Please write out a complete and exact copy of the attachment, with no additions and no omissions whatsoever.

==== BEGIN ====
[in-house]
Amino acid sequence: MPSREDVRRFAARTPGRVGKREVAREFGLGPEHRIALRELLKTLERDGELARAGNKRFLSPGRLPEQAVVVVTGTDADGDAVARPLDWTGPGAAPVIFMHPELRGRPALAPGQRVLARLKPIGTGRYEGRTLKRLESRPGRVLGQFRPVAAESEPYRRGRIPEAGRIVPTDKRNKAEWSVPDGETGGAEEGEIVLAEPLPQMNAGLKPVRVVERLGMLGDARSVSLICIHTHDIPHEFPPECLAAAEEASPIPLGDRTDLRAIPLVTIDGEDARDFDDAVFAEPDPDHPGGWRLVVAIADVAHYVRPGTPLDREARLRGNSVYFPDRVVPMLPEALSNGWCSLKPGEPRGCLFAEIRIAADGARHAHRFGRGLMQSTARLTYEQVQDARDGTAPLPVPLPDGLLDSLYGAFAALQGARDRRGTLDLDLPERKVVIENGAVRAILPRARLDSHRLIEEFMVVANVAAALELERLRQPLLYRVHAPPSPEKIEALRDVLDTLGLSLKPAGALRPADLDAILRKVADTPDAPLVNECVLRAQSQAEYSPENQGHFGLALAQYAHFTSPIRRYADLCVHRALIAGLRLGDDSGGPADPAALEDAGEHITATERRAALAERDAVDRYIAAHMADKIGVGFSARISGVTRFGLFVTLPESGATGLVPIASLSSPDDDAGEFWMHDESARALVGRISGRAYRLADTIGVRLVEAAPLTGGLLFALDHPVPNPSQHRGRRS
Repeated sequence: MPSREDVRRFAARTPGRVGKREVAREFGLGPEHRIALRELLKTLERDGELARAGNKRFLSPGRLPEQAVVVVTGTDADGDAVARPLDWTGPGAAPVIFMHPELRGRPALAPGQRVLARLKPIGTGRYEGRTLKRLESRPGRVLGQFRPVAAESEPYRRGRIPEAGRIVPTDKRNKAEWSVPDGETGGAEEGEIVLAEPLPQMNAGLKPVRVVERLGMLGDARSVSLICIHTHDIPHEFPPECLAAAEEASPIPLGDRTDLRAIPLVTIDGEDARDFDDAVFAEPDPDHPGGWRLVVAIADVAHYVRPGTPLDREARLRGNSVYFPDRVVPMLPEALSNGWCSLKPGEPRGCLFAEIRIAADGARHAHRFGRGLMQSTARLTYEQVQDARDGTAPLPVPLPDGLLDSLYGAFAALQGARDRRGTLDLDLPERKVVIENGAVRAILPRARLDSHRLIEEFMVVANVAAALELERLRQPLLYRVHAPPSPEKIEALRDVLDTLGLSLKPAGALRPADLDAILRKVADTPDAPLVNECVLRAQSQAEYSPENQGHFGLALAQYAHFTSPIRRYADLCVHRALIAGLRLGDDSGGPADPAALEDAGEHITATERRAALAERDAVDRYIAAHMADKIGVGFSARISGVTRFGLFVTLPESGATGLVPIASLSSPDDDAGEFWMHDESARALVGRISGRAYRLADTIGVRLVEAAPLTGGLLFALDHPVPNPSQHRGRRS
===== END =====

[in-house]
Amino acid sequence: MPSREDVRRFAARTPGRVGKREVAREFGLGPEHRIALRELLKTLERDGELARAGNKRFLSPGRLPEQAVVVVTGTDADGDAVARPLDWTGPGAAPVIFMHPELRGRPALAPGQRVLARLKPIGTGRYEGRTLKRLESRPGRVLGQFRPVAAESEPYRRGRIPEAGRIVPTDKRNKAEWSVPDGETGGAEEGEIVLAEPLPQMNAGLKPVRVVERLGMLGDARSVSLICIHTHDIPHEFPPECLAAAEEASPIPLGDRTDLRAIPLVTIDGEDARDFDDAVFAEPDPDHPGGWRLVVAIADVAHYVRPGTPLDREARLRGNSVYFPDRVVPMLPEALSNGWCSLKPGEPRGCLFAEIRIAADGARHAHRFGRGLMQSTARLTYEQVQDARDGTAPLPVPLPDGLLDSLYGAFAALQGARDRRGTLDLDLPERKVVIENGAVRAILPRARLDSHRLIEEFMVVANVAAALELERLRQPLLYRVHAPPSPEKIEALRDVLDTLGLSLKPAGALRPADLDAILRKVADTPDAPLVNECVLRAQSQAEYSPENQGHFGLALAQYAHFTSPIRRYADLCVHRALIAGLRLGDDSGGPADPAALEDAGEHITATERRAALAERDAVDRYIAAHMADKIGVGFSARISGVTRFGLFVTLPESGATGLVPIASLSSPDDDAGEFWMHDESARALVGRISGRAYRLADTIGVRLVEAAPLTGGLLFALDHPVPNPSQHRGRRS
Repeated sequence: MPSREDVRRFAARTPGRVGKREVAREFGLGPEHRIALRELLKTLERDGELARAGNKRFLSPGRLPEQAVVVVTGTDADGDAVARPLDWTGPGAAPVIFMHPELRGRPALAPGQRVLARLKPIGTGRYEGRTLKRLESRPGRVLGQFRPVAAESEPYRRGRIPEAGRIVPTDKRNKAEWSVPDGETGGAEEGEIVLAEPLPQMNAGLKPVRVVERLGMLGDARSVSLICIHTHDIPHEFPPECLAAAEEASPIPLGDRTDLRAIPLVTIDGEDARDFDDAVFAEPDPDHPGGWRLVVAIADVAHYVRPGTPLDREARLRGNSVYFPDRVVPMLPEALSNGWCSLKPGEPRGCLFAEIRIAADGARHAHRFGRGLMQSTARLTYEQVQDARDGTAPLPVPLPDGLLDSLYGAFAALQGARDRRGTLDLDLPERKVVIENGAVRAILPRARLDSHRLIEEFMVVANVAAALELERLRQPLLYRVHAPPSPEKIEALRDVLDTLGLSLKPAGALRPADLDAILRKVADTPDAPLVNECVLRAQSQAEYSPENQGHFGLALAQYAHFTSPIRRYADLCVHRALIAGLRLGDDSGGPADPAALEDAGEHITATERRAALAERDAVDRYIAAHMADKIGVGFSARISGVTRFGLFVTLPESGATGLVPIASLSSPDDDAGEFWMHDESARALVGRISGRAYRLADTIGVRLVEAAPLTGGLLFALDHPVPNPSQHRGRRS